The Ramifications of Technology Transfer Based on Intellectual Property Licensing

Cite As:
Elkin-Koren Niva. The Ramifications of Technology Transfer Based on Intellectual Property Licensing Haifa Israel: Samuel Neaman Institute, 2007.
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The commercialization of scientific inventions by academic institutions was the subject of reform initiatives in recent years. Regulatory initiatives proposed to encourage public research institutions (sometimes even to impose a legal duty), to exploit the commercial potential of their inventions via intellectual property. Recent studies on the impact of the Bayh-Dole Act on scientific research in the United States could provide an indispensable scientific background for policymaking in this area in Israel.
This paper critically analyzes this literature, and explores its applicability to the Israeli context. The paper further explores recent initiatives to promote Open Science, inspired by the Free Software licensing strategy. Such initiatives demonstrate how intellectual property could be applied for facilitating access and securing creative freedom and open competition.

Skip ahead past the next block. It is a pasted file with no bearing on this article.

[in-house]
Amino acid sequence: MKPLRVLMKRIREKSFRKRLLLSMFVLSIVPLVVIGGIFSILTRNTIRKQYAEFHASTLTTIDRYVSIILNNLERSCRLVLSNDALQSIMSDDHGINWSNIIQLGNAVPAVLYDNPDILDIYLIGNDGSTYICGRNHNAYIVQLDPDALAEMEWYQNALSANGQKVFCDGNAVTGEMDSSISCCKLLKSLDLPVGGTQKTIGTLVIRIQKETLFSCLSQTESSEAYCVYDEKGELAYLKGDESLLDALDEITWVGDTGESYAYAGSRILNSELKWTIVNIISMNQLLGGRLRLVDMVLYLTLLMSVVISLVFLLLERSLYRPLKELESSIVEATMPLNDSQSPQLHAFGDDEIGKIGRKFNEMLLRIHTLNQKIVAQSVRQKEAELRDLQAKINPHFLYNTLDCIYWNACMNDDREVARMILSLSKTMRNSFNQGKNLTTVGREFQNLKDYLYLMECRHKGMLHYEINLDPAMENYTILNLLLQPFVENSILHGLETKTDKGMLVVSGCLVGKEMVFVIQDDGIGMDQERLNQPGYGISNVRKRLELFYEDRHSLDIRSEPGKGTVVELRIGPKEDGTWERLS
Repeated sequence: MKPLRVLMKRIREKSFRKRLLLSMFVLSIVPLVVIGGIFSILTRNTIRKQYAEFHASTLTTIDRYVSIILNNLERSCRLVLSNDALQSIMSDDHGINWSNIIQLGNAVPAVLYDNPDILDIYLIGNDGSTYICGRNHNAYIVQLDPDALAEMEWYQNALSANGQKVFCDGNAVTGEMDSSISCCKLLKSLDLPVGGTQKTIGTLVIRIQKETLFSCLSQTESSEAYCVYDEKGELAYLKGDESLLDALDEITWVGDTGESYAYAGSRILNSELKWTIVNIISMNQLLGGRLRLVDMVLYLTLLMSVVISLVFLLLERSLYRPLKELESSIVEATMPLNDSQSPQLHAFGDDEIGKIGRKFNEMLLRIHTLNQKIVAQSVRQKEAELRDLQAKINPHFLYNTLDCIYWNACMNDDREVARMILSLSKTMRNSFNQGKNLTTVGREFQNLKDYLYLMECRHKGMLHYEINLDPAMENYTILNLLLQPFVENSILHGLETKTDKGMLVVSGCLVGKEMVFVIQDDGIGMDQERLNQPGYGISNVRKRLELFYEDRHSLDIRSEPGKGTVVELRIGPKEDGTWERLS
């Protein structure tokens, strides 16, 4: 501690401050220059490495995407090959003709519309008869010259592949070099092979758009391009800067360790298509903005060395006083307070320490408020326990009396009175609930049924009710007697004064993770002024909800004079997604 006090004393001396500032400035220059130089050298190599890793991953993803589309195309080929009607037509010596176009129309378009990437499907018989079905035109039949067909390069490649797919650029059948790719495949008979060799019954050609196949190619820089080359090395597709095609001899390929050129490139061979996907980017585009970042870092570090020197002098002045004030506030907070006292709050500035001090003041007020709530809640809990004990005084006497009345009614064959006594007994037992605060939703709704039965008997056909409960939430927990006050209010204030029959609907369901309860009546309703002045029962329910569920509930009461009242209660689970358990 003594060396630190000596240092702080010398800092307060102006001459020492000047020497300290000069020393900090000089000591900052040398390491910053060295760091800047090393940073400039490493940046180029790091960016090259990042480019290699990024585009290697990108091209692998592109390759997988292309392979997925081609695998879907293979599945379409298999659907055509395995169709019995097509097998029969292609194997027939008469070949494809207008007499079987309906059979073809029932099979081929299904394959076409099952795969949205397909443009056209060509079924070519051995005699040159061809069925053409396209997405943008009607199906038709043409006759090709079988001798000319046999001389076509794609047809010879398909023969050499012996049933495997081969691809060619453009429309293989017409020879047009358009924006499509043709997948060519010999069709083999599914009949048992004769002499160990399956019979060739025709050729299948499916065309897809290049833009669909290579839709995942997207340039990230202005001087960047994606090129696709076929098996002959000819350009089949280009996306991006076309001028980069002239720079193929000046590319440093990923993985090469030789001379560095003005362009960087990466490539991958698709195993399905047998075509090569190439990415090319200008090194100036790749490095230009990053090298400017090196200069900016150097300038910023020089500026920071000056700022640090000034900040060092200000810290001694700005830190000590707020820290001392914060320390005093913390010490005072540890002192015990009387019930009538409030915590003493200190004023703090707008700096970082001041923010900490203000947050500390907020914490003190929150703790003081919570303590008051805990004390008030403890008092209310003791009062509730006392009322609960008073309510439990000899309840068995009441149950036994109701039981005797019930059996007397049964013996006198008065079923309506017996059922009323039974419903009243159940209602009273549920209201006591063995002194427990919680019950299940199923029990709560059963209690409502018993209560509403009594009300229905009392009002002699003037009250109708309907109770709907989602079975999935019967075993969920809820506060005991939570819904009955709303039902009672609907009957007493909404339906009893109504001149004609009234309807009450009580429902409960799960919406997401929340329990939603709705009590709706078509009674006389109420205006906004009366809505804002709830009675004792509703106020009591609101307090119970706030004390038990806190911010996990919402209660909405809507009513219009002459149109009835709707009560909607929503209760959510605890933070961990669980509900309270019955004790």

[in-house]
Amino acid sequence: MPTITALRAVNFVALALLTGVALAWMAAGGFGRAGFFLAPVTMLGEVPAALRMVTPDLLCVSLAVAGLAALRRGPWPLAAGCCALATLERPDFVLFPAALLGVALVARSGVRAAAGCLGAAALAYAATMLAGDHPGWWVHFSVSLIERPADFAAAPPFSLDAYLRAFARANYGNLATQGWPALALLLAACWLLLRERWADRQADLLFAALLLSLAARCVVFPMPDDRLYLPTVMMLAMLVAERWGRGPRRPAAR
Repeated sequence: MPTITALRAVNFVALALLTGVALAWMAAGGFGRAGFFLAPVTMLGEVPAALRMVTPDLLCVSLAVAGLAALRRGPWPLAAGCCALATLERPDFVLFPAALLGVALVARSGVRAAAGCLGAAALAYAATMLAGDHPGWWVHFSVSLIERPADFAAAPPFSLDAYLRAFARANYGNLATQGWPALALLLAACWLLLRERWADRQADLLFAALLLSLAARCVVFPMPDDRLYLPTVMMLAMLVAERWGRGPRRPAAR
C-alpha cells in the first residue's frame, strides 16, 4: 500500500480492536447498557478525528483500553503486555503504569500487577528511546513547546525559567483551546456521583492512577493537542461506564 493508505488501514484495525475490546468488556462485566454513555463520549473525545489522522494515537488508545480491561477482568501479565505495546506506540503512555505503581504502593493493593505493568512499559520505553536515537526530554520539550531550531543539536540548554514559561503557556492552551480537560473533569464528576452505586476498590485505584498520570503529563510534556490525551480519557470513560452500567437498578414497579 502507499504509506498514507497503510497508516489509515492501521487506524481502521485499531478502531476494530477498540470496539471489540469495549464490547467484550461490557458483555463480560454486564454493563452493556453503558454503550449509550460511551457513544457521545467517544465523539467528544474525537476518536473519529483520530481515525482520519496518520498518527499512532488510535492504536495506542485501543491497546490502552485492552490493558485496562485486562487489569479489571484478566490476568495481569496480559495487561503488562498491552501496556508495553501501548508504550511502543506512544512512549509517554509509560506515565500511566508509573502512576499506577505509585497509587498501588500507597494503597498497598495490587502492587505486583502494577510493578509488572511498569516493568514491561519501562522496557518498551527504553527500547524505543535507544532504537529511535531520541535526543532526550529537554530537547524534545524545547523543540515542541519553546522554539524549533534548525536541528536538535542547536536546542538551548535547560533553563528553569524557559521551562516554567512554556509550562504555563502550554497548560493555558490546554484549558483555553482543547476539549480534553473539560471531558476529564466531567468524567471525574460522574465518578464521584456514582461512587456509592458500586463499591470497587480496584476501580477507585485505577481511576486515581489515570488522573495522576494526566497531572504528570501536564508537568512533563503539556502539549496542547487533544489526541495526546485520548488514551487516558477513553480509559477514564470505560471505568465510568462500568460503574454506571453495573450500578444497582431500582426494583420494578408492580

The paper concludes that technology transfer policies should be designed to accommodate emerging models of peer production and social networks, and should reflect the social responsibility of universities to make research output widely available The paper identifies the considerations which are relevant for defining technology transfer policy, and proposes some principal guidelines for policymakers in this area.

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